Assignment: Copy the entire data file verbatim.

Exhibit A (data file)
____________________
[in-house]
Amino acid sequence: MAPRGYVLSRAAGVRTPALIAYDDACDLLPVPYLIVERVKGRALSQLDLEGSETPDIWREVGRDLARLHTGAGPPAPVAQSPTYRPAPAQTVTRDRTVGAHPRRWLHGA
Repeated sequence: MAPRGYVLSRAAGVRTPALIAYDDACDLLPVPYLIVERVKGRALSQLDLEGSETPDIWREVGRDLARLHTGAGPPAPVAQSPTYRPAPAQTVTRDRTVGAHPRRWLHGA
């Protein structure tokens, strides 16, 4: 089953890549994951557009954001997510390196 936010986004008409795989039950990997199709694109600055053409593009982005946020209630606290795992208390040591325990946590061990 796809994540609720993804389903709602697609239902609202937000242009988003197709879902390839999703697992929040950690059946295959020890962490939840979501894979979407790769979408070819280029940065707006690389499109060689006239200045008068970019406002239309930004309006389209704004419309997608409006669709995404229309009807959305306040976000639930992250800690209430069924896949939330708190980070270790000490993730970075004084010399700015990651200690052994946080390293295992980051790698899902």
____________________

[in-house]
Amino acid sequence: MAPRGYVLSRAAGVRTPALIAYDDACDLLPVPYLIVERVKGRALSQLDLEGSETPDIWREVGRDLARLHTGAGPPAPVAQSPTYRPAPAQTVTRDRTVGAHPRRWLHGA
Repeated sequence: MAPRGYVLSRAAGVRTPALIAYDDACDLLPVPYLIVERVKGRALSQLDLEGSETPDIWREVGRDLARLHTGAGPPAPVAQSPTYRPAPAQTVTRDRTVGAHPRRWLHGA
């Protein structure tokens, strides 16, 4: 089953890549994951557009954001997510390196 936010986004008409795989039950990997199709694109600055053409593009982005946020209630606290795992208390040591325990946590061990 796809994540609720993804389903709602697609239902609202937000242009988003197709879902390839999703697992929040950690059946295959020890962490939840979501894979979407790769979408070819280029940065707006690389499109060689006239200045008068970019406002239309930004309006389209704004419309997608409006669709995404229309009807959305306040976000639930992250800690209430069924896949939330708190980070270790000490993730970075004084010399700015990651200690052994946080390293295992980051790698899902």